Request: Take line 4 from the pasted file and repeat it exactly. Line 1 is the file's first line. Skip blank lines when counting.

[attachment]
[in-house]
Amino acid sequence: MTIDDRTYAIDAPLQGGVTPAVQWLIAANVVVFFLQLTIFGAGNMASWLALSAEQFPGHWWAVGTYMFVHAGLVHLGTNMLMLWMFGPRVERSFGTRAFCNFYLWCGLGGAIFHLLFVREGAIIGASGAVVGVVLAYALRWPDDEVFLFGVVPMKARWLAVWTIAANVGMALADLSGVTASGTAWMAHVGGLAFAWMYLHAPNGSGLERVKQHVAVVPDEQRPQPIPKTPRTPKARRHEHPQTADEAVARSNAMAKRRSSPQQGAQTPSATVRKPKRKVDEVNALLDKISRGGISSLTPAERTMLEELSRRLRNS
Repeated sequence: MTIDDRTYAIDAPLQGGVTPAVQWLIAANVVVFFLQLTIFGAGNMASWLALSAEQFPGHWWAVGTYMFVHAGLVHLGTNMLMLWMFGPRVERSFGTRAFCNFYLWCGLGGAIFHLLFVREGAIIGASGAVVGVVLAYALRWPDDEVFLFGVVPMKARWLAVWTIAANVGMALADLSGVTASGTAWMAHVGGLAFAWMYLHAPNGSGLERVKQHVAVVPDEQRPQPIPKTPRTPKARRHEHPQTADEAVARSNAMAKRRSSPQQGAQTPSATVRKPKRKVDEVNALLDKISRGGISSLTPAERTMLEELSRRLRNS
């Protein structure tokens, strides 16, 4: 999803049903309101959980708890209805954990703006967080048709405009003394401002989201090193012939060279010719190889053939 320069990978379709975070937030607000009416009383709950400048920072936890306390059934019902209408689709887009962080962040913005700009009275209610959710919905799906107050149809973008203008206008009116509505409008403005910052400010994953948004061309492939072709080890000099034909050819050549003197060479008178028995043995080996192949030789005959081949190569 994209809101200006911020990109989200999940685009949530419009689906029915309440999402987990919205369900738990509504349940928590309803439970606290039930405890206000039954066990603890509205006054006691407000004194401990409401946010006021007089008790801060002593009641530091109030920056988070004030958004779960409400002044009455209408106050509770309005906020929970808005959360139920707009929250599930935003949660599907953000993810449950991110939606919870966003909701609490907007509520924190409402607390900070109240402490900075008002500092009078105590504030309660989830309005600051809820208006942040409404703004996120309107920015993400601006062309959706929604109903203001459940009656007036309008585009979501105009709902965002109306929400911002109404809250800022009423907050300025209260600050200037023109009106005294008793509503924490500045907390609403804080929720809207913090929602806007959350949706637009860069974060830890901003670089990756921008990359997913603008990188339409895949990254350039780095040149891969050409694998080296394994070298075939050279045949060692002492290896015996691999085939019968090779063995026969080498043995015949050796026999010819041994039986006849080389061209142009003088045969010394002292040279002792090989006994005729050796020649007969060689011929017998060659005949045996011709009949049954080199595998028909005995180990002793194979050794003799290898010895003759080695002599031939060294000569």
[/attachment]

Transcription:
């Protein structure tokens, strides 16, 4: 999803049903309101959980708890209805954990703006967080048709405009003394401002989201090193012939060279010719190889053939 320069990978379709975070937030607000009416009383709950400048920072936890306390059934019902209408689709887009962080962040913005700009009275209610959710919905799906107050149809973008203008206008009116509505409008403005910052400010994953948004061309492939072709080890000099034909050819050549003197060479008178028995043995080996192949030789005959081949190569 994209809101200006911020990109989200999940685009949530419009689906029915309440999402987990919205369900738990509504349940928590309803439970606290039930405890206000039954066990603890509205006054006691407000004194401990409401946010006021007089008790801060002593009641530091109030920056988070004030958004779960409400002044009455209408106050509770309005906020929970808005959360139920707009929250599930935003949660599907953000993810449950991110939606919870966003909701609490907007509520924190409402607390900070109240402490900075008002500092009078105590504030309660989830309005600051809820208006942040409404703004996120309107920015993400601006062309959706929604109903203001459940009656007036309008585009979501105009709902965002109306929400911002109404809250800022009423907050300025209260600050200037023109009106005294008793509503924490500045907390609403804080929720809207913090929602806007959350949706637009860069974060830890901003670089990756921008990359997913603008990188339409895949990254350039780095040149891969050409694998080296394994070298075939050279045949060692002492290896015996691999085939019968090779063995026969080498043995015949050796026999010819041994039986006849080389061209142009003088045969010394002292040279002792090989006994005729050796020649007969060689011929017998060659005949045996011709009949049954080199595998028909005995180990002793194979050794003799290898010895003759080695002599031939060294000569």